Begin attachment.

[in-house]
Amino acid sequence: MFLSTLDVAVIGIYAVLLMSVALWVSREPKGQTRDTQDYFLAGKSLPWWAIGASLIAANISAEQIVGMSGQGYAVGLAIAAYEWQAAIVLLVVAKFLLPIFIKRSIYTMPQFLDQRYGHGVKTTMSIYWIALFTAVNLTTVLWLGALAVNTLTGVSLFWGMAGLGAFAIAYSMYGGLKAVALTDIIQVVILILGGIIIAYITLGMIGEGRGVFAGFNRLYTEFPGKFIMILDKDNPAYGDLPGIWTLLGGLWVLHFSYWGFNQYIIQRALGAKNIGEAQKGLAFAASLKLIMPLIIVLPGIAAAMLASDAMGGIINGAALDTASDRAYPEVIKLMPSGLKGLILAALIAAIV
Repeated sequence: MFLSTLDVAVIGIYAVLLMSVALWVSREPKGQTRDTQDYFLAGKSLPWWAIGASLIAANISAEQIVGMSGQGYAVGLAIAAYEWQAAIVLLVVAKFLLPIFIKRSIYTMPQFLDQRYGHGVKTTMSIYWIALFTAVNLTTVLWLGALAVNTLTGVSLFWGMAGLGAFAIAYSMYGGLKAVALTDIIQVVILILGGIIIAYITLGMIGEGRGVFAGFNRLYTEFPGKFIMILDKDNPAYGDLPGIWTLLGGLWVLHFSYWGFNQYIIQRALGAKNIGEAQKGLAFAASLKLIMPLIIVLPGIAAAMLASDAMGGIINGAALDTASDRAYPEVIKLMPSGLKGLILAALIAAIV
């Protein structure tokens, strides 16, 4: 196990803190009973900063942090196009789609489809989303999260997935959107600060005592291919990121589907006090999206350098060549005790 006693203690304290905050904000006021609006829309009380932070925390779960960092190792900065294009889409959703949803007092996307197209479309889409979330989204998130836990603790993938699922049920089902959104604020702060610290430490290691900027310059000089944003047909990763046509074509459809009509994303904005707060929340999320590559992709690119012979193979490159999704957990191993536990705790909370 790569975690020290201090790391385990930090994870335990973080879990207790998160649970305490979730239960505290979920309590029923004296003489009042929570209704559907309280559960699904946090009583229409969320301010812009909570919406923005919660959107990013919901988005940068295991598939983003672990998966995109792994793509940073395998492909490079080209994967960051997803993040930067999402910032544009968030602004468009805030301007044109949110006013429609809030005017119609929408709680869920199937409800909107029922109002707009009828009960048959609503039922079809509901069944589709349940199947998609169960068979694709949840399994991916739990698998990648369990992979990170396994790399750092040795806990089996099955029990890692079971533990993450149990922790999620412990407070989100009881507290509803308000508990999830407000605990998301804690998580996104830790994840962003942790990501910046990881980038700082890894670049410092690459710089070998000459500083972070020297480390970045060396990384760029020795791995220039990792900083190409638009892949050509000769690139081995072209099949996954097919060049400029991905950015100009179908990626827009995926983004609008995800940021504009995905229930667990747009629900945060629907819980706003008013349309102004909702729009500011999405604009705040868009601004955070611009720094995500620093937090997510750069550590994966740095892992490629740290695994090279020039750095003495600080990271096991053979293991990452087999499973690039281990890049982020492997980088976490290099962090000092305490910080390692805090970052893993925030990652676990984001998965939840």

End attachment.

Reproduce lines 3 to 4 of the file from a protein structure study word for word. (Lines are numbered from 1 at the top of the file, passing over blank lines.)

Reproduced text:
Repeated sequence: MFLSTLDVAVIGIYAVLLMSVALWVSREPKGQTRDTQDYFLAGKSLPWWAIGASLIAANISAEQIVGMSGQGYAVGLAIAAYEWQAAIVLLVVAKFLLPIFIKRSIYTMPQFLDQRYGHGVKTTMSIYWIALFTAVNLTTVLWLGALAVNTLTGVSLFWGMAGLGAFAIAYSMYGGLKAVALTDIIQVVILILGGIIIAYITLGMIGEGRGVFAGFNRLYTEFPGKFIMILDKDNPAYGDLPGIWTLLGGLWVLHFSYWGFNQYIIQRALGAKNIGEAQKGLAFAASLKLIMPLIIVLPGIAAAMLASDAMGGIINGAALDTASDRAYPEVIKLMPSGLKGLILAALIAAIV
């Protein structure tokens, strides 16, 4: 196990803190009973900063942090196009789609489809989303999260997935959107600060005592291919990121589907006090999206350098060549005790 006693203690304290905050904000006021609006829309009380932070925390779960960092190792900065294009889409959703949803007092996307197209479309889409979330989204998130836990603790993938699922049920089902959104604020702060610290430490290691900027310059000089944003047909990763046509074509459809009509994303904005707060929340999320590559992709690119012979193979490159999704957990191993536990705790909370 790569975690020290201090790391385990930090994870335990973080879990207790998160649970305490979730239960505290979920309590029923004296003489009042929570209704559907309280559960699904946090009583229409969320301010812009909570919406923005919660959107990013919901988005940068295991598939983003672990998966995109792994793509940073395998492909490079080209994967960051997803993040930067999402910032544009968030602004468009805030301007044109949110006013429609809030005017119609929408709680869920199937409800909107029922109002707009009828009960048959609503039922079809509901069944589709349940199947998609169960068979694709949840399994991916739990698998990648369990992979990170396994790399750092040795806990089996099955029990890692079971533990993450149990922790999620412990407070989100009881507290509803308000508990999830407000605990998301804690998580996104830790994840962003942790990501910046990881980038700082890894670049410092690459710089070998000459500083972070020297480390970045060396990384760029020795791995220039990792900083190409638009892949050509000769690139081995072209099949996954097919060049400029991905950015100009179908990626827009995926983004609008995800940021504009995905229930667990747009629900945060629907819980706003008013349309102004909702729009500011999405604009705040868009601004955070611009720094995500620093937090997510750069550590994966740095892992490629740290695994090279020039750095003495600080990271096991053979293991990452087999499973690039281990890049982020492997980088976490290099962090000092305490910080390692805090970052893993925030990652676990984001998965939840």